Mechanical engineering student David Green (pictured) and the other members of the McGill Formula Electric team were back in action. The team was busy designing a new electric racecar for Formula SAE Michigan, an annual summer event that regularly attracts dozens of university teams from around the world. Green, the technical director for the McGill team, is seen here examining a damper cage for a decoupled suspension.


Marysia Zaleski-Cox U3 environmental biology. (Photo: Owen Egan and Joni Dufour)

Growing food in the heart of downtown

Marysia Zaleski-Cox is one of the student coordinators for Campus Crops, a student-led group that grows a variety of vegetables (watermelons too) in the three gardens it takes care of on McGill’s downtown campus. Campus Crops supplies produce to another McGill student group, the Midnight Kitchen, which offers a vegan prepared meal program for low-income students and others.


Snehan Gorain doing chores at the Macdonald Student-Run Ecological Garden (MSEG). (Photo: Owen Egan and Joni Dufour)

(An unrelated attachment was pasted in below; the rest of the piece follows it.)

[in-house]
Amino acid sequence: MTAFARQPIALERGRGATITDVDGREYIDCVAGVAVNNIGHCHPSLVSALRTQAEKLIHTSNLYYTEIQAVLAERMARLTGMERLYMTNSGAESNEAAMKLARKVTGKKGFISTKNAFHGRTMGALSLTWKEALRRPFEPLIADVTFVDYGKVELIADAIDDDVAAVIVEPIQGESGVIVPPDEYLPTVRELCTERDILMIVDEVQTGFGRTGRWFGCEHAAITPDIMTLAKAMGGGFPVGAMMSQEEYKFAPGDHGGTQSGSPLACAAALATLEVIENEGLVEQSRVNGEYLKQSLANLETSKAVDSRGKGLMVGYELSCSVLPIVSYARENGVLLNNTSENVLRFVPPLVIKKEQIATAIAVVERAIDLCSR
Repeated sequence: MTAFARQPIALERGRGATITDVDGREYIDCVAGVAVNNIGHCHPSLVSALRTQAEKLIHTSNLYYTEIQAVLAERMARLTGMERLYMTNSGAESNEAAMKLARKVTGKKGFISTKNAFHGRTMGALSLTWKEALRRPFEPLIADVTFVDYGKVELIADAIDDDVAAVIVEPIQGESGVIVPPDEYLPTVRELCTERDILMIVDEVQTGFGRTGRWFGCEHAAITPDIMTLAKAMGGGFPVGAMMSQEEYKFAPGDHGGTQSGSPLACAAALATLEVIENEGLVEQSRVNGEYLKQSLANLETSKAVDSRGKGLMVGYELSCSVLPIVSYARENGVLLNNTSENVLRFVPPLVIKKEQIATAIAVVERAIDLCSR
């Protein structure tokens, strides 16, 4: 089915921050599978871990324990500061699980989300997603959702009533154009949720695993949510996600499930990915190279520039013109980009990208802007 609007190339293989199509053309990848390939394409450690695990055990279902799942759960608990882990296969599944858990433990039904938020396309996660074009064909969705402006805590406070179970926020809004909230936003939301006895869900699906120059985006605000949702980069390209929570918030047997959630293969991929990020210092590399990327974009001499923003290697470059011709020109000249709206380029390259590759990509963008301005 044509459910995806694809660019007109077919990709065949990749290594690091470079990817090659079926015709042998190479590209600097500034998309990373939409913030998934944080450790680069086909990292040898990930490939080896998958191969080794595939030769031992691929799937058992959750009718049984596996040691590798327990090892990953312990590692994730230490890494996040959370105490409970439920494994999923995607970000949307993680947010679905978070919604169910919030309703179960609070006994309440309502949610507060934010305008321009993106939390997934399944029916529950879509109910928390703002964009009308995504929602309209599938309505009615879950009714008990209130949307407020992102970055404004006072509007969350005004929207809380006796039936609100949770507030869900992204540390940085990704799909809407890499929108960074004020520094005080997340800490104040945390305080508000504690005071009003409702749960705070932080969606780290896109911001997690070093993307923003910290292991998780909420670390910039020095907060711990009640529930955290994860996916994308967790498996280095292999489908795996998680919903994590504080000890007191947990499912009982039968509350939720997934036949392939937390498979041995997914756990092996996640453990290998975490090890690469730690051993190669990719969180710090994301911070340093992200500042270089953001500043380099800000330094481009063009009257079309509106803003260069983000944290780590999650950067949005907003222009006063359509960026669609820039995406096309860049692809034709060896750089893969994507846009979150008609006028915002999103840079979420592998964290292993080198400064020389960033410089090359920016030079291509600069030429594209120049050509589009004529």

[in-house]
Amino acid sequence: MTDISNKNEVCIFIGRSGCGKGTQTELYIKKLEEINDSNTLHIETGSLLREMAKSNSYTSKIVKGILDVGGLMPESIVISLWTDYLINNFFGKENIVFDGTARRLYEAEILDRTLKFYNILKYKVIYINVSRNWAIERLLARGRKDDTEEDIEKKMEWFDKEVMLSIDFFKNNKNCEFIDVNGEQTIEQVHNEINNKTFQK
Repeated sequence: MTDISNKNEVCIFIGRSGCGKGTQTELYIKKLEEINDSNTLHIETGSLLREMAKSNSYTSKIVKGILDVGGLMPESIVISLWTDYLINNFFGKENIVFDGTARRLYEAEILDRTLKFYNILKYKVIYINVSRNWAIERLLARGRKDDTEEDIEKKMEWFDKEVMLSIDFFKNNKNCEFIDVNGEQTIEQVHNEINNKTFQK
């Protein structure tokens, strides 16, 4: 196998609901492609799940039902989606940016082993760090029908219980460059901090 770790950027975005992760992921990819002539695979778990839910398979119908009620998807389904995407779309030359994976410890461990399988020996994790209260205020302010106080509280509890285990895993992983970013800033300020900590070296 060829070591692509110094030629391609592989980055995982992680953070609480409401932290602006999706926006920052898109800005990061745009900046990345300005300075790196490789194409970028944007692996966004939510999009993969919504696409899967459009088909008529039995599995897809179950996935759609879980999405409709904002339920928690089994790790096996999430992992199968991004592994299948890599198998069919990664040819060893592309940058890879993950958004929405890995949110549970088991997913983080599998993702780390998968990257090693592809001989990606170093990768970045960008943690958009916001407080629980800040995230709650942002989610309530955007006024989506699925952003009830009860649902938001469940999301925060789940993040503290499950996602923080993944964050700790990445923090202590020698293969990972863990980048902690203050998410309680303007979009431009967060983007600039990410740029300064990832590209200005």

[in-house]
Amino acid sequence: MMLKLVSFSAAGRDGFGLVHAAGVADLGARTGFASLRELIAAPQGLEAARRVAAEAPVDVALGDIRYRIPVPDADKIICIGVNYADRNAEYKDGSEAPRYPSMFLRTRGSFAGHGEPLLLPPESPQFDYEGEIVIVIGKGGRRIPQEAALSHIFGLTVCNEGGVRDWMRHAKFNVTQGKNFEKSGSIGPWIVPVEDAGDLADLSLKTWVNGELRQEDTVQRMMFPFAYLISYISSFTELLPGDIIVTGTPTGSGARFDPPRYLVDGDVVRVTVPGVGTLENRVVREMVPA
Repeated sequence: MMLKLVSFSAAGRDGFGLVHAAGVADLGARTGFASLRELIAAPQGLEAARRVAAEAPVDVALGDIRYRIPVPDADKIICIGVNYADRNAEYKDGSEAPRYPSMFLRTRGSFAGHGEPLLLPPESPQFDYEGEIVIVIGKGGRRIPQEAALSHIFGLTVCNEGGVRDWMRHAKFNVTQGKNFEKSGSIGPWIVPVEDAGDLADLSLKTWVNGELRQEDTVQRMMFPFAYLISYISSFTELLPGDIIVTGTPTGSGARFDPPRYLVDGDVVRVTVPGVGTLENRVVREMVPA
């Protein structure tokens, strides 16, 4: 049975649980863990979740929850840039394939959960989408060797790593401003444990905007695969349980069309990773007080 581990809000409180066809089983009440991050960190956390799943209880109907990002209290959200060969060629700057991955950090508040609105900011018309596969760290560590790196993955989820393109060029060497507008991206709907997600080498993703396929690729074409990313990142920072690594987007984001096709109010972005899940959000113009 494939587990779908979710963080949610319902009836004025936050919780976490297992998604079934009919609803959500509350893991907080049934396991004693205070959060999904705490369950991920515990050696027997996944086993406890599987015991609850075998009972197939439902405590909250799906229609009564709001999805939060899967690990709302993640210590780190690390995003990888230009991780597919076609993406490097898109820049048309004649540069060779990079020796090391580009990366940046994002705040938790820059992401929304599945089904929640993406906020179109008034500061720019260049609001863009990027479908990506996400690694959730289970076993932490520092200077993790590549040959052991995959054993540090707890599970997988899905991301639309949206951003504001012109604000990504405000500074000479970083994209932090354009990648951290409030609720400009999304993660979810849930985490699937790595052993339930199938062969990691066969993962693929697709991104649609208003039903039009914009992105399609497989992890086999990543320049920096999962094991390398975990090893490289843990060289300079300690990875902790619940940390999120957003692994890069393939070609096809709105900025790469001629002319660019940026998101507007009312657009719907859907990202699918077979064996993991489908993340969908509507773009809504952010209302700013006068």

Busy at the farm

Snehan Gorain, a student at McGill’s School of Environment, tends to his chores at the Macdonald Student-Run Ecological Garden (MSEG). The farm, located on Macdonald Campus, grows a variety of produce – kale, carrots, leeks, onions, peppers, cucumbers and more – and provides its fresh food to markets in both Montreal and Sainte-Anne-de-Bellevue (and to regular customers via subscription baskets). Like Campus Crops and the McGill Farmer’s Market, MSEG has benefitted from support from the Sustainability Projects Fund, a partnership between the University and its students that helps to promote a culture of sustainability at McGill.